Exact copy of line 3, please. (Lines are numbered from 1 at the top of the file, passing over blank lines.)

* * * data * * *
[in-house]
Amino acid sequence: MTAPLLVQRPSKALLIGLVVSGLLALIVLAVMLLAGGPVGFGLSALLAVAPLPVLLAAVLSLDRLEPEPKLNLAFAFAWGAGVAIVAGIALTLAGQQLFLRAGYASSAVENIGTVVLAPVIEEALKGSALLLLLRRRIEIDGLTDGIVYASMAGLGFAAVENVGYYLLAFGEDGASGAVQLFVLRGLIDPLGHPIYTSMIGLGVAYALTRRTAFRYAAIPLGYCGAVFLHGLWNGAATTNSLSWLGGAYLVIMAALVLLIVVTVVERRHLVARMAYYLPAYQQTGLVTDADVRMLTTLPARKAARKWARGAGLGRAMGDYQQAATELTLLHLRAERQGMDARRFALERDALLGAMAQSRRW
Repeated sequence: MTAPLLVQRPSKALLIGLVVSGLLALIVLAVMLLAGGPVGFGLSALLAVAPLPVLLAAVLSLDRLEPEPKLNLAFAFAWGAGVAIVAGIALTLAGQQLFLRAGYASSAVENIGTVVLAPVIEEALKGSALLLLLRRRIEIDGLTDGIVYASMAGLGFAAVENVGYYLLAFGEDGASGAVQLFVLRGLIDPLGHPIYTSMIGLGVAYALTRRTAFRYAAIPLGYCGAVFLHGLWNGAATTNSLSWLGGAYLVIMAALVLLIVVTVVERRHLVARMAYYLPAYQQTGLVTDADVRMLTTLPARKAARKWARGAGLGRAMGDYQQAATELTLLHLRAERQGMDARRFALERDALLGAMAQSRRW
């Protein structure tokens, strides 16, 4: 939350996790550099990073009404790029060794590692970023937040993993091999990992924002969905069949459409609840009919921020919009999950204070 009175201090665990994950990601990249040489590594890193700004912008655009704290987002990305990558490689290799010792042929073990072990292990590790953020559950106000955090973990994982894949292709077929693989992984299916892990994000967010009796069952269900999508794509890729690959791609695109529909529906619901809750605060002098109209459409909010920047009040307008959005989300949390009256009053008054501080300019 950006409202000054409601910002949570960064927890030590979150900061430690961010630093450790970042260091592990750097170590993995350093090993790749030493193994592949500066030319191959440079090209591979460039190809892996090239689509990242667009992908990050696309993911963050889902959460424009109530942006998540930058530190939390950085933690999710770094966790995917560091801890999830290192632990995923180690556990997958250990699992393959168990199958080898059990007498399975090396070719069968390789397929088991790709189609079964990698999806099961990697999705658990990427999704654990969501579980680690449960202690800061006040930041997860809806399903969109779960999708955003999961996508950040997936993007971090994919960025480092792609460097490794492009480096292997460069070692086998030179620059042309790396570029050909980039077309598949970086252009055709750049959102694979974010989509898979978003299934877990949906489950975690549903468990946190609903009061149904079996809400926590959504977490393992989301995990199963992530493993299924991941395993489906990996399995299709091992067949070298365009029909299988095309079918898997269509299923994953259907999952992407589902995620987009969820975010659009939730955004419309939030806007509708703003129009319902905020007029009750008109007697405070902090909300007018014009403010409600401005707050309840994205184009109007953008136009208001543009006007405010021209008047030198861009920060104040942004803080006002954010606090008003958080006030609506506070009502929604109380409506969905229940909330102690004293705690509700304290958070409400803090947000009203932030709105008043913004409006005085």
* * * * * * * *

Repeated sequence: MTAPLLVQRPSKALLIGLVVSGLLALIVLAVMLLAGGPVGFGLSALLAVAPLPVLLAAVLSLDRLEPEPKLNLAFAFAWGAGVAIVAGIALTLAGQQLFLRAGYASSAVENIGTVVLAPVIEEALKGSALLLLLRRRIEIDGLTDGIVYASMAGLGFAAVENVGYYLLAFGEDGASGAVQLFVLRGLIDPLGHPIYTSMIGLGVAYALTRRTAFRYAAIPLGYCGAVFLHGLWNGAATTNSLSWLGGAYLVIMAALVLLIVVTVVERRHLVARMAYYLPAYQQTGLVTDADVRMLTTLPARKAARKWARGAGLGRAMGDYQQAATELTLLHLRAERQGMDARRFALERDALLGAMAQSRRW